But while there are multitudes of software solutions available, companies must do their due diligence to ensure that the right software is utilized in their business, especially for remote workers.
Consider collaboration software, as an example. Does the product ensure that collaboration can easily occur among different teams? Can employees send and receive messages quickly, and clearly? Does the software have mobile capability, so it can be accessed from anywhere? Will information be sent and stored over secure channels? These are all questions that must be asked and moving forward companies must work to ensure that their collaboration software suits the needs of the business and workers, wherever they are performing their jobs.
From an employee experience perspective, choosing the right HR, payroll, time, and talent software is also vital. In addition to psychological safety, workers will also undoubtedly be hyper-focused on physical safety, too. With remote work also comes the possibility of hybrid work, where employees may go into the office environment a few times a week while working at home on other days. This level of flux in people's comings and goings makes safety items like contact tracing within HR technology immensely important.
Easy to use, accessible HR solutions that prioritize employee self-service will be a vital part of all remote workplaces in the future. Employees will want — and need — to access, update, and change their pertinent employment information whenever necessary. They will expect to do things like change their password themselves, update their tax withholding information, and see important company messages right from their phone, computer, or other internet connected device. Keeping up with technological advancements will be crucial in the need to attract and retain top talent.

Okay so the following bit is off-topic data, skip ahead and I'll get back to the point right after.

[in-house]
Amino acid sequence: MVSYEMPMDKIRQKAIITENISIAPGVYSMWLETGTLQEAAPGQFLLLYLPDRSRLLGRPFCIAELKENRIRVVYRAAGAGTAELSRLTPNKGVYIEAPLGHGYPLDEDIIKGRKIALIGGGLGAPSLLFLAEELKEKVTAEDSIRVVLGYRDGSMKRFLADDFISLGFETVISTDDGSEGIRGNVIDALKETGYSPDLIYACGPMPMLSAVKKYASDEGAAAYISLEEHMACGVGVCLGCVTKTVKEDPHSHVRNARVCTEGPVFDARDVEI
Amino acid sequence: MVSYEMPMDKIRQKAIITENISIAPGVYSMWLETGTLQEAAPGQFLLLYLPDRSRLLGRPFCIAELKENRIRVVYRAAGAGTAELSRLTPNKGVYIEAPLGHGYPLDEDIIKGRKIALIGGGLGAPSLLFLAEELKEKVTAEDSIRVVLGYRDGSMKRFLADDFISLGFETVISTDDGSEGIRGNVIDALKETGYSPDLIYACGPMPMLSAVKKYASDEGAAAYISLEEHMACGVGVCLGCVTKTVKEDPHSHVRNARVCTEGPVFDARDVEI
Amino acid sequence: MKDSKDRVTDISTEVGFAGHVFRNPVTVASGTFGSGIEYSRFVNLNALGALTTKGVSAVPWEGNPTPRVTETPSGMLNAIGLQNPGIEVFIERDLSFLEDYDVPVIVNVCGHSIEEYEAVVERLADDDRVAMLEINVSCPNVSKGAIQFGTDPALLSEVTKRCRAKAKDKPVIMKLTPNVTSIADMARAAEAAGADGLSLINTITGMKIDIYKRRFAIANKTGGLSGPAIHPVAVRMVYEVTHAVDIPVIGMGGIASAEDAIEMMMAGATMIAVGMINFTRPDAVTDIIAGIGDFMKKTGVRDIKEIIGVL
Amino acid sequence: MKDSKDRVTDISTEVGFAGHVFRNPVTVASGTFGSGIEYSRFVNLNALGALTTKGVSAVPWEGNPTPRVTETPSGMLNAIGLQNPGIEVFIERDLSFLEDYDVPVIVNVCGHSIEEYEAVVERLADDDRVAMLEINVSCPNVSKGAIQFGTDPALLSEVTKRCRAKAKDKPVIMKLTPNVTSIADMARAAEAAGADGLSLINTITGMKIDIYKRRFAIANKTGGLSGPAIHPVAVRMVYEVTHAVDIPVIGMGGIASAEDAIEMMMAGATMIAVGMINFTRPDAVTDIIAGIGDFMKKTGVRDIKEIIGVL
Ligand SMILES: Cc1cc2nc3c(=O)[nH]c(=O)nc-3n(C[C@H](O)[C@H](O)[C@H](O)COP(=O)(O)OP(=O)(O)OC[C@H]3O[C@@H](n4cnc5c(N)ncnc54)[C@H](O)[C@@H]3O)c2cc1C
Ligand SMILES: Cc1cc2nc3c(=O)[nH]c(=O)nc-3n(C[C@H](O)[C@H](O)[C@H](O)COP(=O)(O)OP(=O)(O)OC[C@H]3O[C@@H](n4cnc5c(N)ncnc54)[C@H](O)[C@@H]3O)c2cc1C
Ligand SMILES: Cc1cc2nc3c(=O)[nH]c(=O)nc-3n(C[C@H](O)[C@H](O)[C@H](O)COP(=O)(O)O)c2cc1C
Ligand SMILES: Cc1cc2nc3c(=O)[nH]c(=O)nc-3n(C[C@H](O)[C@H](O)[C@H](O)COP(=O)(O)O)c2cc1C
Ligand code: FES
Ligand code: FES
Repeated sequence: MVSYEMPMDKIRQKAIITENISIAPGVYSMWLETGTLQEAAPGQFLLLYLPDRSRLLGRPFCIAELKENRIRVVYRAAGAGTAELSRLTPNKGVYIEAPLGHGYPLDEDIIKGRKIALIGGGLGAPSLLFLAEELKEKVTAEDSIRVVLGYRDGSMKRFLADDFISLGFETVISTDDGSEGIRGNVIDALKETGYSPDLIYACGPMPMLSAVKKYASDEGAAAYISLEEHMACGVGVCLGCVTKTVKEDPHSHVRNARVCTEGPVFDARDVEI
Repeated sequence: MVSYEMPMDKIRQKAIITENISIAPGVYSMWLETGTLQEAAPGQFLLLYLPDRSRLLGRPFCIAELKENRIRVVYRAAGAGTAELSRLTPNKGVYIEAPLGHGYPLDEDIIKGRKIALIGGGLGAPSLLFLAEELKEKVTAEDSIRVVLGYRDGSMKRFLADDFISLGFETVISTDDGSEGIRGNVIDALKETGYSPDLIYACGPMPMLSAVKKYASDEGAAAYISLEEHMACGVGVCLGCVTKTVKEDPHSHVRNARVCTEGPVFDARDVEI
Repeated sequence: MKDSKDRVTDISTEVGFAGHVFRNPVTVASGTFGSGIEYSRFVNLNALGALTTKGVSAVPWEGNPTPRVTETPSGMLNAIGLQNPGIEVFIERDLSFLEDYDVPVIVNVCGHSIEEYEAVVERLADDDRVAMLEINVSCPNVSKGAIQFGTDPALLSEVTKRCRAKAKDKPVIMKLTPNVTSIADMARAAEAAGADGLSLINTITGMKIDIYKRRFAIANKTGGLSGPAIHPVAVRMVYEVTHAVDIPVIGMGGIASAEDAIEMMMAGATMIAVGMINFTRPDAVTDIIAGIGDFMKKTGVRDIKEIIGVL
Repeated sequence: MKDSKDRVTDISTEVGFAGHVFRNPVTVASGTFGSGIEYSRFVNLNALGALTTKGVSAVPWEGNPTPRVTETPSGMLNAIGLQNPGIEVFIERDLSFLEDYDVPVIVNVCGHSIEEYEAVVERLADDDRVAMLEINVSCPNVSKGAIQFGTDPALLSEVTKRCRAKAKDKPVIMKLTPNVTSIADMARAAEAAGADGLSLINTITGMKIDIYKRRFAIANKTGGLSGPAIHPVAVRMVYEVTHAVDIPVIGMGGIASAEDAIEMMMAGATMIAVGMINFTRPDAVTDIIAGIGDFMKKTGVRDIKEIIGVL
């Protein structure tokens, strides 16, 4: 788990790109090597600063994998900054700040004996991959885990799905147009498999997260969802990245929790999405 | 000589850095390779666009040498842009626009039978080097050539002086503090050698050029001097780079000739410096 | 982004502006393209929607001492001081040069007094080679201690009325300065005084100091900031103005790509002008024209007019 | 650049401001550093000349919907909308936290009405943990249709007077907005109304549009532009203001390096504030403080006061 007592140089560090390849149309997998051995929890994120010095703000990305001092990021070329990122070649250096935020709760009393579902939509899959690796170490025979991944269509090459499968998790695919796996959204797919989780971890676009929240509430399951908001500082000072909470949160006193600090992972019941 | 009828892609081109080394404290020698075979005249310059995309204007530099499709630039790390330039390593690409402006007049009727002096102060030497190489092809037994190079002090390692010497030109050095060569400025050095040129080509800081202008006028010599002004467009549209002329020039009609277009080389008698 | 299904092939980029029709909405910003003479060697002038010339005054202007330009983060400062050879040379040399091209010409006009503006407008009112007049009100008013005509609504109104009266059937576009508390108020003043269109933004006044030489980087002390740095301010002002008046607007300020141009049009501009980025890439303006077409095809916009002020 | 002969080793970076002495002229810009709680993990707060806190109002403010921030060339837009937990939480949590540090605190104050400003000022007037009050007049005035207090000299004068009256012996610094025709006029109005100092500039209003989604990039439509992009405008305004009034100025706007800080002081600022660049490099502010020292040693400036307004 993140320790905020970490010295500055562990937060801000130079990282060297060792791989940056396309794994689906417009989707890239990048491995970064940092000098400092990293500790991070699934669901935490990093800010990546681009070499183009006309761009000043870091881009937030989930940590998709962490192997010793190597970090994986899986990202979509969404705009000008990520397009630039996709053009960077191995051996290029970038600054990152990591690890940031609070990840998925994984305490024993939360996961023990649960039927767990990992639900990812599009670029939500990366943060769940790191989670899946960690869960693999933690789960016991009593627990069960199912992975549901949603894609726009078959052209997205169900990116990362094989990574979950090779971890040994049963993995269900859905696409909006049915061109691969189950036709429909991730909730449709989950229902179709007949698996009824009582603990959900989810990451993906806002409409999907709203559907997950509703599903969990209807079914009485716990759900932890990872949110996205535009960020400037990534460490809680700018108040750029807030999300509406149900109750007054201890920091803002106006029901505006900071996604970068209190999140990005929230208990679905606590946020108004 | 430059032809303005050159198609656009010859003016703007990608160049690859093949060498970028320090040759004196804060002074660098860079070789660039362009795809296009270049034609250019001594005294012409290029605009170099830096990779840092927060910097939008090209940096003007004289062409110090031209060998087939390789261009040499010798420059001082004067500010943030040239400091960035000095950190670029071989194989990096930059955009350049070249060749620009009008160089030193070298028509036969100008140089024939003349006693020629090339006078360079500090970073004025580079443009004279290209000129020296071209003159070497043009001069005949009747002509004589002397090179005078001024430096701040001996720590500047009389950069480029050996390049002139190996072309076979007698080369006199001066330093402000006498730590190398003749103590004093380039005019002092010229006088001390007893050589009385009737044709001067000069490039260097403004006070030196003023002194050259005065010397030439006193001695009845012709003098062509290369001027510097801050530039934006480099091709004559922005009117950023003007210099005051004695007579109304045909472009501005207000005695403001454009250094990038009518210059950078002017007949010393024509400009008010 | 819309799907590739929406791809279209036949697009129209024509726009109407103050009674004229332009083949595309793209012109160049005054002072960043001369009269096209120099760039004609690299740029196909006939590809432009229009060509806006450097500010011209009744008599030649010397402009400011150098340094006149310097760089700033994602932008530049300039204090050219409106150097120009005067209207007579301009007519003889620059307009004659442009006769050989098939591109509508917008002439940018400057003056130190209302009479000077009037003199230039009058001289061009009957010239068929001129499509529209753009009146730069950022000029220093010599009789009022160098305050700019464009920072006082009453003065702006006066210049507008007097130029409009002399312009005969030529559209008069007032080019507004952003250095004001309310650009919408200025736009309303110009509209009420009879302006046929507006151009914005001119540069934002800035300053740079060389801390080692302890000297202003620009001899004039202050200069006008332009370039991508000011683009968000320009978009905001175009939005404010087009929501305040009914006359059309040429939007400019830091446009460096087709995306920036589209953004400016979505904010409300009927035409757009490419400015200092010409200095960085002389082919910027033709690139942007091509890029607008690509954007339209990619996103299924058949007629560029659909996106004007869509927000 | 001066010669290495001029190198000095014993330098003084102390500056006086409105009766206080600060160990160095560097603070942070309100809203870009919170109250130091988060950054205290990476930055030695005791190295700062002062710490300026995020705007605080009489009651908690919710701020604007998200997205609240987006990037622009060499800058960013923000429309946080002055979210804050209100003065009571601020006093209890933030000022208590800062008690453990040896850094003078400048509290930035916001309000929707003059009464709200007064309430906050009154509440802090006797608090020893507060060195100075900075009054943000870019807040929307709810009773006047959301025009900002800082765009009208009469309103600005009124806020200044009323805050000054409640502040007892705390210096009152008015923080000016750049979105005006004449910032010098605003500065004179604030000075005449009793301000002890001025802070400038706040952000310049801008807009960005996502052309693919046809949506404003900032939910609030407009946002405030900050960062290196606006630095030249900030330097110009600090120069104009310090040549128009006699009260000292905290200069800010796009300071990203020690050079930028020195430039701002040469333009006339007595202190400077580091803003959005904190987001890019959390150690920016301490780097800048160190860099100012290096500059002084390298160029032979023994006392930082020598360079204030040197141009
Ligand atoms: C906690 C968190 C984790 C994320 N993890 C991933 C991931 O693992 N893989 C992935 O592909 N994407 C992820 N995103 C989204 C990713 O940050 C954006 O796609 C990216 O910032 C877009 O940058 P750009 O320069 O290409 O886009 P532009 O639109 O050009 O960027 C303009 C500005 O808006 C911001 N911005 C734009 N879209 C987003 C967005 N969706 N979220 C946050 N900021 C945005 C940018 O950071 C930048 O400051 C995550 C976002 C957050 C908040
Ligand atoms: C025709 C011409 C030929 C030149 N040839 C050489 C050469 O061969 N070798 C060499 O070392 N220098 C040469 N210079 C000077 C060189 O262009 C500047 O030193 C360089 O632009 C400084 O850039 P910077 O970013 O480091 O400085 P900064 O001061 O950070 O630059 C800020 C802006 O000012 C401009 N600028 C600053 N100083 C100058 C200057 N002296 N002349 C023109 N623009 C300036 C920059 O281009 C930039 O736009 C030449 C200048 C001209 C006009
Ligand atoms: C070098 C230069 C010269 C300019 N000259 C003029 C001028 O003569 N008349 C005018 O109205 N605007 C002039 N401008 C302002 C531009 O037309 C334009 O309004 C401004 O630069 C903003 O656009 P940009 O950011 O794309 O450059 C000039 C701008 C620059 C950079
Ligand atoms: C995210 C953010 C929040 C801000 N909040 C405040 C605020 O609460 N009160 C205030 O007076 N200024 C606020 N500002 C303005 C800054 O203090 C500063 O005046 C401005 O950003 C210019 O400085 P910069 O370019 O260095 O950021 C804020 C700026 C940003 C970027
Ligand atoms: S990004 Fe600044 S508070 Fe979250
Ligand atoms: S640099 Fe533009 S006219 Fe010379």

After all, in a world where we can purchase items with the click of a button, people don’t want to go back in time in terms of their technology when they come to work!
Conclusion: Focus on the future of remote work now
Remote work is here to stay, so workplaces must adapt and shift to this reality. To say that change in the workplace will stop after COVID-19 would not be accurate. Think of how much change the workplace has seen over the past ten years! There are always new challenges to overcome.
The policies we put into place, the company cultures we work to build and sustain, and the tools and technology we provide our employees to get their jobs done efficiently and effectively are all critical to our success. Let’s never lose sight of the fact that what HR and businesses do (and fail to do) today will have a lasting impact on the next generation of remote, hybrid, and office workers.